|Publication number||US3995417 A|
|Application number||US 05/595,006|
|Publication date||Dec 7, 1976|
|Filing date||Jul 11, 1975|
|Priority date||Jul 15, 1974|
|Also published as||DE2530668A1, DE2530668B2|
|Publication number||05595006, 595006, US 3995417 A, US 3995417A, US-A-3995417, US3995417 A, US3995417A|
|Inventors||Jurg B. Lumpert, Edouard G. Ammann|
|Original Assignee||Palitex Project-Company G.M.B.H.|
|Export Citation||BiBTeX, EndNote, RefMan|
|Patent Citations (9), Referenced by (4), Classifications (10)|
|External Links: USPTO, USPTO Assignment, Espacenet|
The present invention relates to a process for counting yarn breakages in textile machines with supply bobbins from each of which at least one yarn is removed and supplied to a wind-up bobbin provided downstream of the supply bobbin, the presence of yarn between the supply bobbins and the wind-up bobbin being surveyed and an electrical signal produced. The invention further relates to apparatus for effecting this process.
It is known to use yarn breakage surveying devices in textile machines. These are for example used in the spinning or plytwisting stations to ascertain if one or several yarns pass therethrough correctly. If the passage of yarn is interrupted for some reason or other, this is indicated by the surveying device. As surveying devices, for example, electrical or optical devices can be used. These surveying devices produce a signal which is fed to a counter. Interruptions in the passage of the yarn or yarns may occur if the yarn gets broken or if the supply bobbins from which the material comes are exhausted. With the known devices, it is not possible to distinguish if the interruption of yarn movement is due to yarn breakage or to an exhausted supply bobbin.
It is the purpose of the present invention to provide a process and a device by means of which counting of real yarn breakages, while eliminating other reasons for interruption, is possible. Particularly, interruptions in the passage of yarn because of exhausted supply bobbins are not counted.
According to the present invention, this problem is resolved by converting the signals from the yarn surveying device into impulses in a differentiating circuit, the impulses triggering a timing circuit the running of which is interrupted if a signal is fed to the timing circuit directly from the yarn surveying circuit, the signals of the yarn surveying device and of the timing circuit being compared with each other and, in the presence of both signals, an impulse is produced which is registered by the counter.
The present invention can be realized by a counter which consists of a yarn breakage surveying device, a differentiating circuit, a timing circuit, a gate and a counter, a conductor for the transmission of electrical signals being provided between the yarn breakage surveying device on one hand and the differentiating circuit, the timing circuit and the gate, taken individually, on the other hand.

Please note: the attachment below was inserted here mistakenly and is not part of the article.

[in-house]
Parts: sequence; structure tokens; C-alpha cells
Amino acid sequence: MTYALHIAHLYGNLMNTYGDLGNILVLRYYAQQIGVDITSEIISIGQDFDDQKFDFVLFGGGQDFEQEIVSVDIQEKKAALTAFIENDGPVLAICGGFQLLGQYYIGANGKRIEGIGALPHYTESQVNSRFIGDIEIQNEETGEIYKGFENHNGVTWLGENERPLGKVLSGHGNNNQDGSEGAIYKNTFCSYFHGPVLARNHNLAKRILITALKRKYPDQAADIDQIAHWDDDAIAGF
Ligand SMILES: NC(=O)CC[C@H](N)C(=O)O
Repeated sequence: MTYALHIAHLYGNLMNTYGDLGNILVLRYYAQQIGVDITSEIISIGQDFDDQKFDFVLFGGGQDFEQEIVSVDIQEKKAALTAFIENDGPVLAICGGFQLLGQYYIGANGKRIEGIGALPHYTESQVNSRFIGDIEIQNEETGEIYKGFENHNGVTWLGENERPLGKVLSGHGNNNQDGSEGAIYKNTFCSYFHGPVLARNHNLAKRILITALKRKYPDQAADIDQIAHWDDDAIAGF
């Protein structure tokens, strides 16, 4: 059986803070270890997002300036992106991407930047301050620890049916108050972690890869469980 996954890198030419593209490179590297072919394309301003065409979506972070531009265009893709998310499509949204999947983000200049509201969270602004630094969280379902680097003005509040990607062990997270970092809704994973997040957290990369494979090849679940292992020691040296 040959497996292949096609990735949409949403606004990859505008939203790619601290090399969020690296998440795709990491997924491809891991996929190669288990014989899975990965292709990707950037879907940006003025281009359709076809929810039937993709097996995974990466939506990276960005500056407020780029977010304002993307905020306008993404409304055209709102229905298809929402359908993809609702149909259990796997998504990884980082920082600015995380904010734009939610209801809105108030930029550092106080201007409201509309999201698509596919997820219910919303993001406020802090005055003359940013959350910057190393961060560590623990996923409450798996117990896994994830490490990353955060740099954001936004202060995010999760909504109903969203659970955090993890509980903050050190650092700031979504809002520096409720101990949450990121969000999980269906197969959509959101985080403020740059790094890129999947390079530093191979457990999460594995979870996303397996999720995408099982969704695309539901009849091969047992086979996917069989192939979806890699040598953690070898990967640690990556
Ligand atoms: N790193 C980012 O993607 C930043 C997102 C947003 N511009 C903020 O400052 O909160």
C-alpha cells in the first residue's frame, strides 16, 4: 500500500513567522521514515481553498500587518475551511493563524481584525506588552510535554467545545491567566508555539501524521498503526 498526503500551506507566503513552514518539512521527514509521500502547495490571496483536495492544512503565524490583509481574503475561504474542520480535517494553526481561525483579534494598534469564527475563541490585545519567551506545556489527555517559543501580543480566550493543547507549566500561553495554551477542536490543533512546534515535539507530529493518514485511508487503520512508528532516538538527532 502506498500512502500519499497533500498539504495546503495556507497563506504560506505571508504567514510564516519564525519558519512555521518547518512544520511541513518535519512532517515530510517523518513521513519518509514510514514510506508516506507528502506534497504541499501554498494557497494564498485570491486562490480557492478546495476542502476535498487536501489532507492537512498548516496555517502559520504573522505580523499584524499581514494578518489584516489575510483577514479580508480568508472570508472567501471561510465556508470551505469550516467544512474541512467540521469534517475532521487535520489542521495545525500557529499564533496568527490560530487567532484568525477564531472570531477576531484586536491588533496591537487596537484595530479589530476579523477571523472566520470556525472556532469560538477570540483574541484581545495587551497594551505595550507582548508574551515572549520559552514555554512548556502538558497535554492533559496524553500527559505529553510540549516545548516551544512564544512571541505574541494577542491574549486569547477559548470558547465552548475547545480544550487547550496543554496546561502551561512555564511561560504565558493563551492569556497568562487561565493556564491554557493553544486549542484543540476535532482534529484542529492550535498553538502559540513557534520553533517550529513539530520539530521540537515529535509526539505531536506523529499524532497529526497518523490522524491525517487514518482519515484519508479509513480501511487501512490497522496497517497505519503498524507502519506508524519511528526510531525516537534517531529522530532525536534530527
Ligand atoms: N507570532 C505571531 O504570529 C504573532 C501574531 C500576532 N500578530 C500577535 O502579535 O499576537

When using this solution, it is possible to register the number of real yarn breakages separately from the other interruptions in the passage of yarn. As soon as the number of real yarn breakages per processing station or per machine can be determined, it is also possible to give exact indications of the quality of processing, of the processing station or the whole machine. Possible accumulations of yarn breakages can be registered clearly, and the necessary measures taken or necessary repairs effected. It is furthermore possible to survey the performances and the quality of the work done by the personnel and, depending on the data obtained, to use the personnel accordingly. In practice, it has proved that the evaluation of the data and the use of the knowledge obtained makes possible an increase of performance of between 4 and 5 percent per machine.
The present invention can in principle be used on all textile machines having a yarn breakage surveying device. The use however only makes sense if, besides yarn breakages, also other circumstances may prevent passage of the yarn. This is particularly often the case if such counting devices are used on ply-twisting machines. In machines of this type, at least one yarn passes from a supply bobbin to a wind-up bobbin, for example a cross-wound bobbin, via thread-guides and a ply-twisting device. Between the ply-twisting device and the wind-up bobbin, the presence of yarn is checked. A ply-twisting machine may comprise up to 130 and more such locations of yarn passage.
It has proved particularly advantageous if the duration of the period of the time circuit is adjusted to a value of between 50 and 100 percent of the average unwinding or winding-off time of the supply bobbins. If a signal is fed to the timing circuit which indicates interruption of yarn movement directly from the yarn breakage surveying device, the operation of the time circuit is interrupted.
It is furthermore advantageous to provide, for each yarn path, one yarn breakage surveying device, one differentiating circuit, one timing circuit and gate and to provide one counter for all the yarn paths.
Exact counting results are obtained if the maximum deviations of the winding-off time of the supply bobbins is within a range of +/- 25 percent of the average winding-off time.
Further details of the present invention will be explained hereinafter with reference to the accompanying drawings which show one example of the invention and in which:
FIG. 1 shows schematically a ply-twisting machine with a block circuit diagram of a counting device;
FIG. 2 is a diagram of signals and impulses produced by individual parts of the counting device.